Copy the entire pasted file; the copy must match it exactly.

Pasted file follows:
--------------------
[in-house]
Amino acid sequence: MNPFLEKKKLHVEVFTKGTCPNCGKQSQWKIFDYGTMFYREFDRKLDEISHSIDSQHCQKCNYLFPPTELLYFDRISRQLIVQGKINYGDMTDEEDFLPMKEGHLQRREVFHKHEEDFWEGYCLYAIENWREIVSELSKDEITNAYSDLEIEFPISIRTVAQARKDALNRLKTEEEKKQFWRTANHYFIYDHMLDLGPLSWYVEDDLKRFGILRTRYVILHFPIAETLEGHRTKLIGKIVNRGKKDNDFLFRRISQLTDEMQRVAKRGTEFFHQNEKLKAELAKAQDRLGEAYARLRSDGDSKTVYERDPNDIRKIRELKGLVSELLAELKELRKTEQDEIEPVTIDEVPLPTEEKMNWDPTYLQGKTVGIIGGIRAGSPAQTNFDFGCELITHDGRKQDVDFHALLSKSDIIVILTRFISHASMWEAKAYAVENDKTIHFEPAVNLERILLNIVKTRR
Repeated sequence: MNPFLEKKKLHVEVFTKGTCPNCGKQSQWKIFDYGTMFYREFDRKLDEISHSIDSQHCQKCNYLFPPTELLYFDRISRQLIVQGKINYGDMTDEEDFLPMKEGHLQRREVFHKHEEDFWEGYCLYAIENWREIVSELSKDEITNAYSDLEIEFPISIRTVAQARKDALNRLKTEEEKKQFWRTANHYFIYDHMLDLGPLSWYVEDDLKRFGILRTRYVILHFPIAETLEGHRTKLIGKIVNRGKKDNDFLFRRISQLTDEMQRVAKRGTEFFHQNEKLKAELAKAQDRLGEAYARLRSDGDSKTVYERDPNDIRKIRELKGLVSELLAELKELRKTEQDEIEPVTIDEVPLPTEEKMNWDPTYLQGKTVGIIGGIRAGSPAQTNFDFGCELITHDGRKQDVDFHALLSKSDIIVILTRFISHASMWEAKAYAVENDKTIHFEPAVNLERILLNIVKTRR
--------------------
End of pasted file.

[in-house]
Amino acid sequence: MNPFLEKKKLHVEVFTKGTCPNCGKQSQWKIFDYGTMFYREFDRKLDEISHSIDSQHCQKCNYLFPPTELLYFDRISRQLIVQGKINYGDMTDEEDFLPMKEGHLQRREVFHKHEEDFWEGYCLYAIENWREIVSELSKDEITNAYSDLEIEFPISIRTVAQARKDALNRLKTEEEKKQFWRTANHYFIYDHMLDLGPLSWYVEDDLKRFGILRTRYVILHFPIAETLEGHRTKLIGKIVNRGKKDNDFLFRRISQLTDEMQRVAKRGTEFFHQNEKLKAELAKAQDRLGEAYARLRSDGDSKTVYERDPNDIRKIRELKGLVSELLAELKELRKTEQDEIEPVTIDEVPLPTEEKMNWDPTYLQGKTVGIIGGIRAGSPAQTNFDFGCELITHDGRKQDVDFHALLSKSDIIVILTRFISHASMWEAKAYAVENDKTIHFEPAVNLERILLNIVKTRR
Repeated sequence: MNPFLEKKKLHVEVFTKGTCPNCGKQSQWKIFDYGTMFYREFDRKLDEISHSIDSQHCQKCNYLFPPTELLYFDRISRQLIVQGKINYGDMTDEEDFLPMKEGHLQRREVFHKHEEDFWEGYCLYAIENWREIVSELSKDEITNAYSDLEIEFPISIRTVAQARKDALNRLKTEEEKKQFWRTANHYFIYDHMLDLGPLSWYVEDDLKRFGILRTRYVILHFPIAETLEGHRTKLIGKIVNRGKKDNDFLFRRISQLTDEMQRVAKRGTEFFHQNEKLKAELAKAQDRLGEAYARLRSDGDSKTVYERDPNDIRKIRELKGLVSELLAELKELRKTEQDEIEPVTIDEVPLPTEEKMNWDPTYLQGKTVGIIGGIRAGSPAQTNFDFGCELITHDGRKQDVDFHALLSKSDIIVILTRFISHASMWEAKAYAVENDKTIHFEPAVNLERILLNIVKTRR